History of the SUNYAC

All-Time SUNYAC All-Conference Teams
All-Time SUNYAC Champions
NCAA Division III Individual Champions
NCAA Division III Team Champions
Post-Season Finishes


Throughout the 1950’s, collegiate athletic directors from a number of New York State institutions discussed the idea of forming an athletic conference. On a Sunday afternoon in Albany, May 1958, representatives from eight schools met for an organizational meeting and ratified a constitution. The second meeting was held at Cortland State Teachers College on September 19, 1958. This meeting marked the start of the New York State Intercollegiate Athletic Conference (NYSIAC), which later was re-designated the State University of New York Athletic Conference (SUNYAC) in 1963.

Originally the league sought, among other things, to serve as a model for public school athletic organizations and to help strengthen the physical education programs of member institutions. By 1974-75, the SUNYAC voted to focus on its role of providing a program of intercollegiate athletic competition among its member schools. The governing body consisted of the athletic directors from each institution. In August, 1979 Commissioner Dr. Patrick R. Damore was appointed to administer the conference. In July 2012, after 33 years, Pat Damore retired and Azure Davey was named SUNYAC Commissioner. In July of 2013, Azure Davey resigned as Commissioner to pursue a position with the NCAA. Tom Di Camillo was named the SUNYAC Commissioner in January of 2014.

The conference governing body was composed of the athletic directors until 1983 when the women’s teams joined the conference. The governing body is now composed of the athletic directors, senior women administrators and an institutional delegate. In the beginning, the NYSIAC was open to any Eastern College Athletic Conference (ECAC) member in New York State.

The charter members in 1958 included Albany, Brockport, Buffalo State, Cortland, New Paltz, Oneonta, Oswego, Plattsburgh and Potsdam. The following year, Geneseo and Fredonia joined the league. In 1973-74 Binghamton, 1978-79 SUNY Buffalo and 1991 SUNY Utica/Rome, which is currently known as SUNYIT joined the conference. Over the years, a few member schools have withdrawn for limited periods of time from the conference. Today, 10 institutions excluding Albany, SUNY Buffalo, Binghamton, and SUNYIT continue to compete in the SUNYAC. Morrisville joined the league as an associate member in 2009-10 for the sports of field hockey and ice hockey.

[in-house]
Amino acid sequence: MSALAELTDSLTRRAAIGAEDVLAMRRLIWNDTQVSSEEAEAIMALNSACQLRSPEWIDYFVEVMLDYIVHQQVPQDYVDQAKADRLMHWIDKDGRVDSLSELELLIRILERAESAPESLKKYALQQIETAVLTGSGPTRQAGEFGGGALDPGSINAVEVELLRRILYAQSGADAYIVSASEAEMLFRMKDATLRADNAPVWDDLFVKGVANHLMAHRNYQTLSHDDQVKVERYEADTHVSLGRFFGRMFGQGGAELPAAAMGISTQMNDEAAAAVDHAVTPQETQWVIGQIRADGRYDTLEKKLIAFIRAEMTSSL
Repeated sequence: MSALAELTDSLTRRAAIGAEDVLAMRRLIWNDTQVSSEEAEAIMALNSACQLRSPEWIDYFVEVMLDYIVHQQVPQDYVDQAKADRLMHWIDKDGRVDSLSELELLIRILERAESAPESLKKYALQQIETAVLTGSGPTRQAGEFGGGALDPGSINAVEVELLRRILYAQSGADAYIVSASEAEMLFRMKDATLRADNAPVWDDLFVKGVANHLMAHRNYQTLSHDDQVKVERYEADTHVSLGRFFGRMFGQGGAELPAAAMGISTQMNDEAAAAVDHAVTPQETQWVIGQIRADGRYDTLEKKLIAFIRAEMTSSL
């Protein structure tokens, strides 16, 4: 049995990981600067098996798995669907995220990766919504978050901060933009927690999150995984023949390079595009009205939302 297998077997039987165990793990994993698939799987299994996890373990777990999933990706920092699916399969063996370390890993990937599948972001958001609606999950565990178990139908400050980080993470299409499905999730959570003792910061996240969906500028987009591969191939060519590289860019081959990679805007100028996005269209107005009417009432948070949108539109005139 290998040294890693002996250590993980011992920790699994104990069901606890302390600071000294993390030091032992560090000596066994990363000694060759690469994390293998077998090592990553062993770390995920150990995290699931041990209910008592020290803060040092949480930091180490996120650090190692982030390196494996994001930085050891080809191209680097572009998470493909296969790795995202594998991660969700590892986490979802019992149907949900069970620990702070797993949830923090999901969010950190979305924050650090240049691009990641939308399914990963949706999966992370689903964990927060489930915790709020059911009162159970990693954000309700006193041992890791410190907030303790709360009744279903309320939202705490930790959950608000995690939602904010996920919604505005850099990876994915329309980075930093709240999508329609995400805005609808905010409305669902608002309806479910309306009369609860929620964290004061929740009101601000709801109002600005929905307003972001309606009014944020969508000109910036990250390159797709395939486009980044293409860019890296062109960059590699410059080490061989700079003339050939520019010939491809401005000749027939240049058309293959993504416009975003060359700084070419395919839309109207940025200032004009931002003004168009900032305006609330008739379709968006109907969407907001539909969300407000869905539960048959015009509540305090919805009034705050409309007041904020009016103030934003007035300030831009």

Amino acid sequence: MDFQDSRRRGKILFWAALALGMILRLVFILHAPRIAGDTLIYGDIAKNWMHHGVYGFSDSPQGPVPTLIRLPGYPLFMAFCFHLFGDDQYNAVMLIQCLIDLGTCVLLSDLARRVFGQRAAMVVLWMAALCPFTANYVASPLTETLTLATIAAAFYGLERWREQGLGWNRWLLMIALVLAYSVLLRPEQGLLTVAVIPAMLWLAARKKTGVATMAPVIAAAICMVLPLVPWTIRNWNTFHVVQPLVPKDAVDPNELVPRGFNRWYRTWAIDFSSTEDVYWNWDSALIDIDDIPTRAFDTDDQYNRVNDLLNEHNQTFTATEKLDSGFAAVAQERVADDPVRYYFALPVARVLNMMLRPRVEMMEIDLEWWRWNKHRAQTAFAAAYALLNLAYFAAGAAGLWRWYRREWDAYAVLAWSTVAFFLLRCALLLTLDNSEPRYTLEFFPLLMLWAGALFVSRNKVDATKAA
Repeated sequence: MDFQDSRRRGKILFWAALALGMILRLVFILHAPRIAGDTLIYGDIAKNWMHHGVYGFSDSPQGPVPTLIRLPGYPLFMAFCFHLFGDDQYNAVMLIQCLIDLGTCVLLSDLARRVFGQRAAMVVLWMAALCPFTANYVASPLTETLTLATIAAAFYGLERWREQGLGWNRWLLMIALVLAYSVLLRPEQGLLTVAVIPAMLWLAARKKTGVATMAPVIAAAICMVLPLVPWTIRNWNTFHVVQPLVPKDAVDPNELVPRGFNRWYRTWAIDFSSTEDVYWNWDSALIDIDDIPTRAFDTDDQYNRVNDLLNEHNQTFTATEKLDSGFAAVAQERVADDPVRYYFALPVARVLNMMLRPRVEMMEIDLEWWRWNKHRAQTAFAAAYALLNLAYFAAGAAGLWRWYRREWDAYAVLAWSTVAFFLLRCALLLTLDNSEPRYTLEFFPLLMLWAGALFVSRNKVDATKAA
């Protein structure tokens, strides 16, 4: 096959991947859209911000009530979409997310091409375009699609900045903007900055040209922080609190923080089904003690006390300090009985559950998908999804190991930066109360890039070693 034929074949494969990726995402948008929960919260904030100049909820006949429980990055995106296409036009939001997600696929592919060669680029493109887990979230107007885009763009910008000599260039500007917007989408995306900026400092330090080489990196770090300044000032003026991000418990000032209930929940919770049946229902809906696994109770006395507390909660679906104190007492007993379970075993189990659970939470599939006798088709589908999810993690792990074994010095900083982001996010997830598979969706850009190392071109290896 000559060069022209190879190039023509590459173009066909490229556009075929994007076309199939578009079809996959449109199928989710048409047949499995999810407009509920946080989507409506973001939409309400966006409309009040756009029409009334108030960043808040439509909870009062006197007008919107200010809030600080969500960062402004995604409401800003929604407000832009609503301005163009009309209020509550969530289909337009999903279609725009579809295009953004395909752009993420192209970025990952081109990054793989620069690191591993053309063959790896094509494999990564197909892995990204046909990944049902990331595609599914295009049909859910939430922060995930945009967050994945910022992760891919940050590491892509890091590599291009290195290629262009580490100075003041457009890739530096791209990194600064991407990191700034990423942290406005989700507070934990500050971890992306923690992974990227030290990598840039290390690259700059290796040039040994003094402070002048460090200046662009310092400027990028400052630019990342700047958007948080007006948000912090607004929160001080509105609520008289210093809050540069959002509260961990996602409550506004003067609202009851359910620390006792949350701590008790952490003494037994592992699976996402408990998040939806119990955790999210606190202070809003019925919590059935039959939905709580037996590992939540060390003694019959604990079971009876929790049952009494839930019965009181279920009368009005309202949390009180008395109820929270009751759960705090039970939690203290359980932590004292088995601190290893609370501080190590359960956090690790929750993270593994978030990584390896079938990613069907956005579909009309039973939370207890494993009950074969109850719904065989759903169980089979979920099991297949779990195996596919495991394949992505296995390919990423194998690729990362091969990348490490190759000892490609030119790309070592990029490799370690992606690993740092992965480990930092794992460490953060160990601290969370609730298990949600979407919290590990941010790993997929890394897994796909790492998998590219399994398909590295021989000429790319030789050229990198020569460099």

One of the nation’s strongest NCAA Division III conferences, the SUNYAC extended its athletic prowess in 1983 when the institutions women’s programs became part of the SUNYAC. The conference administrative organization was changed to include a women’s division and a men’s division with the governing body composed of representatives from each institution. In 2003 the conference reorganized the governing structure and eliminated the men’s and women’s division to become one administrative group. The executive committee had a President, President-Elect, the Past President, the conference Senior Women’s Administrator, a member of the governing body at large and the commissioner as an ex-officio member up until May of 2011 when the committee was eliminated.

Presently, the conference members compete in 20 sports: nine for men and eleven for women. In 2013-14, the SUNYAC will crown men’s team champions in baseball, basketball, cross country, ice hockey, indoor & outdoor track, lacrosse, soccer and swimming/diving. During the year, the league will also offer women’s championships in basketball, cross country, field hockey, indoor & outdoor track, lacrosse, soccer, softball, swimming/diving, tennis and volleyball.

No strangers to NCAA post season tournaments; the SUNYAC membership boasts a number of national championship teams and countless All-Americans. In 1955, Brockport brought the SUNYAC its first NCAA championship in men’s soccer and again in 1974. In 1973, Cortland brought the next championship in men’s lacrosse and won the title again in 1975, 2006 and 2009. Brockport’s wrestling dynasty produced NCAA titles in 1977, 1980, 1982, 1983 and 1992, while SUNY Buffalo captured the title in 1978. The Potsdam men’s basketball team won the national championship in 1981 and 1986. The SUNYAC ice hockey program provided two NCAA Division III finalists in 1987 when Plattsburgh defeated Oswego. Plattsburgh also won the title in 1992 and in 2001 and Oswego claimed the 2007 NCAA title. The Cortland outdoor track squad in 1985 gave the SUNYAC its first women’s national championship team. The Cortland women’s cross country team produced seven more titles between 1989 and 1997 and Geneseo won the NCAA title in 2005. Cortland women’s indoor track captured the NCAA title in 1991. Cortland women’s soccer team won the NCAA title in 1992. Cortland’s field hockey team won the NCAA title in 1993, 1994 and 2001. The Oneonta women’s soccer team claimed the NCAA title in 2003. The Cortland men’s cross country team won the championship in 2008. In 2015 the Cortland Red Dragons won the women's lacrosse and baseball NCAA titles. 

One of the oldest small college conferences in the nation, the SUNYAC embarks upon its sixth decade with the same commitment to athletic and academic excellence that has remained the league’s guiding light since its formation in 1958.